Giving birth in Italy
Nicolò Bolla

Nicolò Bolla

Giving birth in Italy

The delivery of the baby is normally carried out at the hospital, however not every hospital is equipped with the Punto Nascite or the Neonatal intensive care unit. The doctors supporting you through the pregnancy, can help you in determining where to give birth, and which structure is the most appropriate

Delivering at the hospital

This is the most common choice made by pregnant women for multiple reasons. The Punto Nascite can guarantee high standard of safety and best practices to be carried out during the delivery, such as:

  • A full equipe of trained doctors
  • The presence of the partner
  • A dedicated area for labor and delivery
  • Possibility to administer drugs
  • Obstetrician care and Gynecologist care
  • Pediatrician visits and neonatal screening

The hospital delivery is mandatory in case of high-risk pregnancy. The whole procedure starts with the Presa in carico when the Cartella di Gravidanza is taken by the doctor in charge of the delivery (at least 2 weeks prior the delivery due date), and it ends with the mother and baby being discharged from the hospital.

The whole procedure is totally free of charge.

Home birth or maternity care

Italy allows home birth for religious purposes or by another choice. If the pregnancy is high-risk, there is no chance to deliver the baby at home.

The home birth option must be expressed within the eighth month of pregnancy, applying to the local ASL, and submitting the following documents:

  1. Gynecologist or obstetrician statement confirming the mother is in health and the home birth is safe for both the mother and the baby
  2. Mother’s written informed consents about the risks associated with the home birth

The ASL, in turn, will provide emergency care services, first aid support to the mother, and a pediatrician visit the day after.

The family needs to foot the bill associated with the home birth; the ASL will reimburse 80% of the expenses incurred up to € 1,543.72.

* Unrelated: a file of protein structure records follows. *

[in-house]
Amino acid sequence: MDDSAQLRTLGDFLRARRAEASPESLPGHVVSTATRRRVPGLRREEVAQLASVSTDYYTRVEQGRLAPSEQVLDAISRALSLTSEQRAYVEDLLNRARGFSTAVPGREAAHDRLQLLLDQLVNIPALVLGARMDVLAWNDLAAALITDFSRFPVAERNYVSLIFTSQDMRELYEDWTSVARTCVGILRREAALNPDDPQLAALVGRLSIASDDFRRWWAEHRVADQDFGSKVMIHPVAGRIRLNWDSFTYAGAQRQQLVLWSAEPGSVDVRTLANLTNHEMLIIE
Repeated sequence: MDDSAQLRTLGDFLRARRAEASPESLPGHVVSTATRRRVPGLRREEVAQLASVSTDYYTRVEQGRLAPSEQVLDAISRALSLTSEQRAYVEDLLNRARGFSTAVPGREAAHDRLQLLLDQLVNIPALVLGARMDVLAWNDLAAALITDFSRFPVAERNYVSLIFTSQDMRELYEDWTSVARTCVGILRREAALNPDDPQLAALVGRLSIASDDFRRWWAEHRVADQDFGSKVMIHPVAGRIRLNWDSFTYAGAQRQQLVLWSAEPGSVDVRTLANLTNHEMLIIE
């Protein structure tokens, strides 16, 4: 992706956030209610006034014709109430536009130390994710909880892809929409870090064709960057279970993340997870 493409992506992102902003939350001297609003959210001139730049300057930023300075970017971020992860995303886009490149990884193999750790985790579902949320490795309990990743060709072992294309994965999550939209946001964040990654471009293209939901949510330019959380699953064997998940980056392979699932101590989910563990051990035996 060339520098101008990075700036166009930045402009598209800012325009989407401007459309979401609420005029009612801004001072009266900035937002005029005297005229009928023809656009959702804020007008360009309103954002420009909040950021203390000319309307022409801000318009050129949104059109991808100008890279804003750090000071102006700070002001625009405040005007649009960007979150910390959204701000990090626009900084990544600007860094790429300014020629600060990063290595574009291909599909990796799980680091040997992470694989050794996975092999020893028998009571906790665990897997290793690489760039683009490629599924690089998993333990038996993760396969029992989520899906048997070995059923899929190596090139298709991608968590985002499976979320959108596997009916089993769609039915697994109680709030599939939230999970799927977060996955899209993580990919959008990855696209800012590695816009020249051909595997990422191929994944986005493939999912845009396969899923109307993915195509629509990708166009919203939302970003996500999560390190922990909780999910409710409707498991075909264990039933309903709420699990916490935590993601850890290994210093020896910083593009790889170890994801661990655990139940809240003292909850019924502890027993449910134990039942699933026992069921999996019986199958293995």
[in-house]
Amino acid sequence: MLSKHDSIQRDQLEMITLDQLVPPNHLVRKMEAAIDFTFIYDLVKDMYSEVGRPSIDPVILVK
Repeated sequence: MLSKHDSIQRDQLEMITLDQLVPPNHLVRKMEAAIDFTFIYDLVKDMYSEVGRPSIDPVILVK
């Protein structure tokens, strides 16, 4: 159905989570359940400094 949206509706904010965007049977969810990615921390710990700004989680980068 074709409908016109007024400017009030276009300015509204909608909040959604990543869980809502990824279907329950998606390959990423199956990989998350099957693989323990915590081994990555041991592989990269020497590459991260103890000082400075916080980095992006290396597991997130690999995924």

Certain regions (i.e. Emilia Romagna) have developed an app named Non da sola, which informs pregnant women about the whole process as well as the benefits and welfare granted to newly born babies.

Share this post:


Leave a Comment

Your email address will not be published.

Related Posts

2 People signing contracts | Open a Company in Italy

How to open a Company in Italy in 2022

Who Can Open a Company in Italy To conduct business in Italy there are several different options available. This is thanks to many reforms that encourage the streamlining and simplification of procedures required to start and operate businesses in Italy. Any person may conduct business either as an individual in Italy, or through the setting

Retire in Calabria in Italy

Italy’s southern region of Calabria is the toe of the Italian boot, a peninsula surrounded by the incredible Tyrrhenian Sea on the west coast, the Ionian Sea on the east, and separated from Sicily by the small Strait of Messina, itself steeped in both history and myth. Who Qualifies to Retire in Calabria, Italy While

Freelance with a calculator | Freelance Visas in Italy

Freelance Visas in Italy

Obtaining a Self-Employment Visa in Italy Getting your hands on a freelance visa (Visa for Self-Employment), as a non-EU citizen, is difficult. Not only does the Consulate ask that you have some form of “employment” lined up before arriving in Italy (often a perplexing situation), but you have to go through some additional processes that,

Gran Sasso in Abruzzo Italy | Retire in Abruzzo

Retire in Abruzzo in Italy

Abruzzo is in the center of Italy, a mere 31 miles from Rome, though historically it has been considered a part of southern Italy both politically and culturally. Its eastern coast is bordered by the Adriatic Sea, with Le Marche to the north, Lazio to the west, and Molise to the south. Living in Abruzzo

San Pietro Square | Requirements for Residency in Italy

Requirements for residency in Italy: all you need to know

Requirements for EU Citizens and Non-EU Citizens All citizens of the European Union have the right to move and reside freely in Italy or within the territory of another Member State other than that of which he/she is a national. Different formalities are required depending on the length of stay (exceeding three months or shorter

Scroll to Top

Join us for

Joing our mailing and receive at your mailbox our amazing real estate opportunities, services updates and the latest news.